The Guardian view on the Met: too many bad cops | Editorial

If the new commissioner wants to win back public trust, he must keep a promise to remove corrupt and violent officers

If anyone was harbouring doubts about the size of the challenge facing the recently appointed Metropolitan police commissioner, Sir Mark Rowley, the interim report just delivered by Louise Casey should blow them away. Sir Mark took the job knowing that public trust needs to be rebuilt after a series of scandals involving appalling police behaviour. Following the decision by the policing inspectorate to place the force in special measures due to failures including huge gaps in crime recording and a backlog of child abuse referrals, Lady Casey highlights flawed internal disciplinary processes as another cause for concern.

Her review was triggered by the revelation that complaints about Wayne Couzens were not investigated. Couzens, who went on to rape and murder Sarah Everard, was reported on more than one occasion to have indecently exposed himself. Thanks to Lady Casey’s analysis of data going back to 2013, we now know that the decision to overlook allegations of sexual misconduct against Couzens is part of a pattern, not a one-off. In the past nine years, less than 1% of officers accused of at least two breaches of standards have been dismissed, while more than half of all allegations against officers were rejected as “no case to answer”.

Officers accused of domestic abuse, corruption and sexual harassment all appear to have got off lightly. Sir Mark estimates that hundreds of serving officers ought to have been kicked out but were not. One officer received two final written warnings – a sanction that by definition should only be handed out once.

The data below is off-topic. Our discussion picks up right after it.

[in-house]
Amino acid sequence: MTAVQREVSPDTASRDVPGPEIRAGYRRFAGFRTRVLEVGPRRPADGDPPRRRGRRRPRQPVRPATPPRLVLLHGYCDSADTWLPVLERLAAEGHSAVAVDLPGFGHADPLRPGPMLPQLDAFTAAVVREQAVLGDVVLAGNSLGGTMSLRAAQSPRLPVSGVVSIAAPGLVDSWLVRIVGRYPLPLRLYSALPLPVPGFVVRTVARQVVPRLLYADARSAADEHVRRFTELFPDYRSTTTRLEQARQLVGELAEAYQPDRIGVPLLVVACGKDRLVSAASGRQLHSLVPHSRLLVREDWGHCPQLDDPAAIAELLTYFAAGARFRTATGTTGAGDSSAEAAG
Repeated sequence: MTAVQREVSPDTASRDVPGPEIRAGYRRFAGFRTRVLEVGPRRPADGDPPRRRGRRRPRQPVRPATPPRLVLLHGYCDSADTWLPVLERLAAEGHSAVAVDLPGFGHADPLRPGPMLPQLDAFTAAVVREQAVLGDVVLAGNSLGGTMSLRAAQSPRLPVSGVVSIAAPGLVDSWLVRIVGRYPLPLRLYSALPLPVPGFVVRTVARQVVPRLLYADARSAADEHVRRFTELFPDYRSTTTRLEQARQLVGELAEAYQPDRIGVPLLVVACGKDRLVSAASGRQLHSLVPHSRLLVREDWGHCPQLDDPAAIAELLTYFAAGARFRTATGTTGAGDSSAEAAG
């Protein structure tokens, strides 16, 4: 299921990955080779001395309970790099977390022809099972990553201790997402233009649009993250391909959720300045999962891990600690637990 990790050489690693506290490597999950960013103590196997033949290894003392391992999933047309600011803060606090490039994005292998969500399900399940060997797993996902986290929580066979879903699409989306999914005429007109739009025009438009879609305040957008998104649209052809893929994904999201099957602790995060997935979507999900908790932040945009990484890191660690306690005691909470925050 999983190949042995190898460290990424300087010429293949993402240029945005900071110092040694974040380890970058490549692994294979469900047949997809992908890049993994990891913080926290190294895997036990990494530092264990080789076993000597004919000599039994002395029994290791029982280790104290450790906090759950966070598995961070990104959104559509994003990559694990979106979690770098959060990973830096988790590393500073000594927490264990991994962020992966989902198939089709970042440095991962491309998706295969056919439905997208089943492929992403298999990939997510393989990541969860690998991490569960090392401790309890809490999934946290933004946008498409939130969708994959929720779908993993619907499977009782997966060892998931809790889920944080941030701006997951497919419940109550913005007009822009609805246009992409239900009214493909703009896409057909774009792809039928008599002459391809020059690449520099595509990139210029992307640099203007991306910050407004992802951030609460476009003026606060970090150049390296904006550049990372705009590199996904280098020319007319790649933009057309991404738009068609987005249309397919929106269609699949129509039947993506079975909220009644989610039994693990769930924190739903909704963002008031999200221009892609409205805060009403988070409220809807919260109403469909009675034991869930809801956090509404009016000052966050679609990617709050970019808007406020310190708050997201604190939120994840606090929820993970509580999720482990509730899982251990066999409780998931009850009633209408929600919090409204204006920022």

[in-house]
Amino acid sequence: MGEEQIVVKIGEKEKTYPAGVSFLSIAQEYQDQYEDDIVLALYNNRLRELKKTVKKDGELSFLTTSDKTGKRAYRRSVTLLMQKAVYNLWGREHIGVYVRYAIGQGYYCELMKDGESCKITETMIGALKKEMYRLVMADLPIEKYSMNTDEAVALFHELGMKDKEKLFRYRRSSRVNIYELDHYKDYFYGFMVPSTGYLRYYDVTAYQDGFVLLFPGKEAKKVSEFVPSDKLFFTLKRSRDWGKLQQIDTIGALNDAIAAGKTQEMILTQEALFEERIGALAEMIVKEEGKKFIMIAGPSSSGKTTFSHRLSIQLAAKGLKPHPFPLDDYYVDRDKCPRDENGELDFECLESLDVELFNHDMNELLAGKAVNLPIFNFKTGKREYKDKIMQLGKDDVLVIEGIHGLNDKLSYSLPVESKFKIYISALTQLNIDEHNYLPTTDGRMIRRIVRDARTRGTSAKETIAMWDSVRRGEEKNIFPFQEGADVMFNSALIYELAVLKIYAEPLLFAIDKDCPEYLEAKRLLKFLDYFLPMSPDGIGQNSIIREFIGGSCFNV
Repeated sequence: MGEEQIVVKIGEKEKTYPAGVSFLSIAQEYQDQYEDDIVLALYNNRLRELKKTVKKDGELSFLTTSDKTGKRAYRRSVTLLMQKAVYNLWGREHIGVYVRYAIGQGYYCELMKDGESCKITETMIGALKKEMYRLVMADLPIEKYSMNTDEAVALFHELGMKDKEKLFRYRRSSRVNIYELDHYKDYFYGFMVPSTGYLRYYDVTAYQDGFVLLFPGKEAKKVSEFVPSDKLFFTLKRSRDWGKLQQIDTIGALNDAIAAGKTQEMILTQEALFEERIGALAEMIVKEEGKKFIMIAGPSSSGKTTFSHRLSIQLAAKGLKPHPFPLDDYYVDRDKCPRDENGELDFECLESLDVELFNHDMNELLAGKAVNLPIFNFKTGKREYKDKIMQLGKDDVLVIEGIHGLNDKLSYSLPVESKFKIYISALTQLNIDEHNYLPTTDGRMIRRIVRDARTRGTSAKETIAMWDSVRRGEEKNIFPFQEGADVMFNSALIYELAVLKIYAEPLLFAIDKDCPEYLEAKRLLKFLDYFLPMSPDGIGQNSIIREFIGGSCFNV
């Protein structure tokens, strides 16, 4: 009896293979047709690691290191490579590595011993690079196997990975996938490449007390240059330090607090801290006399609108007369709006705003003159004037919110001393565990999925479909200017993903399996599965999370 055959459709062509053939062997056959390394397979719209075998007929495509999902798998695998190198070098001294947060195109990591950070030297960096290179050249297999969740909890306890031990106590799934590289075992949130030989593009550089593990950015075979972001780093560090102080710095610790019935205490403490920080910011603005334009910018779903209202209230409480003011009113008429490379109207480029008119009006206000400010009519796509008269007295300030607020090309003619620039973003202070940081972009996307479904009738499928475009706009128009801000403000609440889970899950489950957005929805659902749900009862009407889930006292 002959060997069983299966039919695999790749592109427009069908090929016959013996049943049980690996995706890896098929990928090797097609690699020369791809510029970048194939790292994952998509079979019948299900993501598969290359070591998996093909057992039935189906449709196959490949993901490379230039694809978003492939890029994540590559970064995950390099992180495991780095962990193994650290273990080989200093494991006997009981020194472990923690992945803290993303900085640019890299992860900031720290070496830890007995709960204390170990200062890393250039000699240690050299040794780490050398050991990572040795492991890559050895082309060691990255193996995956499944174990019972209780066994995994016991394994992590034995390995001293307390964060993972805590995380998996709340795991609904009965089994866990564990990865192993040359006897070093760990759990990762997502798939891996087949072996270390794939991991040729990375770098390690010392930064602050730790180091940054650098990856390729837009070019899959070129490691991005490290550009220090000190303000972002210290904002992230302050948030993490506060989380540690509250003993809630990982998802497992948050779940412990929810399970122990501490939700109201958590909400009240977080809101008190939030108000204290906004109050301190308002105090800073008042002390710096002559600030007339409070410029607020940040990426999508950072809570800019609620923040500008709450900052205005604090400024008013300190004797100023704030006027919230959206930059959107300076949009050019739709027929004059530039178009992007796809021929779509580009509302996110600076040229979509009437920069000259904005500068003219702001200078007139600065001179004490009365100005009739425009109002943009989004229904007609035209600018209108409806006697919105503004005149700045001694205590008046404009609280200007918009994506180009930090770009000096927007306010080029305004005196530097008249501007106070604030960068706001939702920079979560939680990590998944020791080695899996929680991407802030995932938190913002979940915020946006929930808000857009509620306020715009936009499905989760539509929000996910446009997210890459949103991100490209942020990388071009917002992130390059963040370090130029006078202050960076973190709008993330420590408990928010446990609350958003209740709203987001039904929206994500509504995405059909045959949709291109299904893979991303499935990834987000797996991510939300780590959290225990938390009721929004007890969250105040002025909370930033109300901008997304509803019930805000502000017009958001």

The disproportionately harsh treatment of black and Asian officers by the Met’s internal disciplinary system is the other outstanding finding. Data showing that black officers were 81% more likely to face disciplinary action, while new recruits from ethnic minority backgrounds were more than twice as likely to be fired, are proof that institutional racism operates within the service as well as in its public-facing work. The Met’s record of denial in this area must now be replaced by action. A series of disgraceful incidents including the strip-search of Child Q at her school, and the sharing of images of the murdered women Bibaa Henry and Nicole Smallman, mean that confidence in the police among black and minority ethnic Londoners is at a low ebb.

New investigators are to be recruited. But they will need strong support from the top if they are to succeed in turning things around. The Police Federation must also get behind reform. Loyalty to colleagues should be balanced by a commitment to professional standards and the wider public interest. The instinct to close ranks no matter what must be consigned to the past. Following multiple incidents of grossly offensive social media use, the Met, along with other forces, must get a much firmer grip on these tools and punish their misuse.

The problem is not a few rogue officers. Nor is it the entire force. The Met’s leadership must find ways to support what is good in the service while attacking what is bad. The young, inexperienced officers who currently make up a high proportion of the workforce should be able to learn if they are properly taught.

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